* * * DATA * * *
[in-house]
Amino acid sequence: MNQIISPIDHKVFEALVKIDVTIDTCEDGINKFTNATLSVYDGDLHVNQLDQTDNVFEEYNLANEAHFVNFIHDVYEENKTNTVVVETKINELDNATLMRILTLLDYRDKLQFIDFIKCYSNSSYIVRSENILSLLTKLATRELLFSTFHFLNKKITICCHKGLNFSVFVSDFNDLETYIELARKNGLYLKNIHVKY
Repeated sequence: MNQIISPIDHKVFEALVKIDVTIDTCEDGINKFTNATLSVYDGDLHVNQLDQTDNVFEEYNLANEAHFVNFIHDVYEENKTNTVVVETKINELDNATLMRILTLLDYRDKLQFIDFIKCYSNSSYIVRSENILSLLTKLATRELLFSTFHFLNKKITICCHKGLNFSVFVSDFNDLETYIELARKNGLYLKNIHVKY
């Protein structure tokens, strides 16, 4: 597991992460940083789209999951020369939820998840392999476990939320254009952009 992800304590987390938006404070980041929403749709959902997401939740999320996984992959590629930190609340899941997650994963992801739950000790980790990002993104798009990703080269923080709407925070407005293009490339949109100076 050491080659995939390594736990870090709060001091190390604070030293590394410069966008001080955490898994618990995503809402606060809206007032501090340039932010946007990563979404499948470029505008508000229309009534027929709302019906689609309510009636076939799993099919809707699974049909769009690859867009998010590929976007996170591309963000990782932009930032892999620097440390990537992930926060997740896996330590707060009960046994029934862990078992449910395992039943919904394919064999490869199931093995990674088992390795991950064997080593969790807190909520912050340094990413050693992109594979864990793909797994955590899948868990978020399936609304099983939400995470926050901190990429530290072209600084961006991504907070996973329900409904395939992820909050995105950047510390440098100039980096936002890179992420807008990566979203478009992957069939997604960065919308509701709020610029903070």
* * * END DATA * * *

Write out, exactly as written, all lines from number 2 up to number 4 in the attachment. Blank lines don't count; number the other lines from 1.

Amino acid sequence: MNQIISPIDHKVFEALVKIDVTIDTCEDGINKFTNATLSVYDGDLHVNQLDQTDNVFEEYNLANEAHFVNFIHDVYEENKTNTVVVETKINELDNATLMRILTLLDYRDKLQFIDFIKCYSNSSYIVRSENILSLLTKLATRELLFSTFHFLNKKITICCHKGLNFSVFVSDFNDLETYIELARKNGLYLKNIHVKY
Repeated sequence: MNQIISPIDHKVFEALVKIDVTIDTCEDGINKFTNATLSVYDGDLHVNQLDQTDNVFEEYNLANEAHFVNFIHDVYEENKTNTVVVETKINELDNATLMRILTLLDYRDKLQFIDFIKCYSNSSYIVRSENILSLLTKLATRELLFSTFHFLNKKITICCHKGLNFSVFVSDFNDLETYIELARKNGLYLKNIHVKY
């Protein structure tokens, strides 16, 4: 597991992460940083789209999951020369939820998840392999476990939320254009952009 992800304590987390938006404070980041929403749709959902997401939740999320996984992959590629930190609340899941997650994963992801739950000790980790990002993104798009990703080269923080709407925070407005293009490339949109100076 050491080659995939390594736990870090709060001091190390604070030293590394410069966008001080955490898994618990995503809402606060809206007032501090340039932010946007990563979404499948470029505008508000229309009534027929709302019906689609309510009636076939799993099919809707699974049909769009690859867009998010590929976007996170591309963000990782932009930032892999620097440390990537992930926060997740896996330590707060009960046994029934862990078992449910395992039943919904394919064999490869199931093995990674088992390795991950064997080593969790807190909520912050340094990413050693992109594979864990793909797994955590899948868990978020399936609304099983939400995470926050901190990429530290072209600084961006991504907070996973329900409904395939992820909050995105950047510390440098100039980096936002890179992420807008990566979203478009992957069939997604960065919308509701709020610029903070």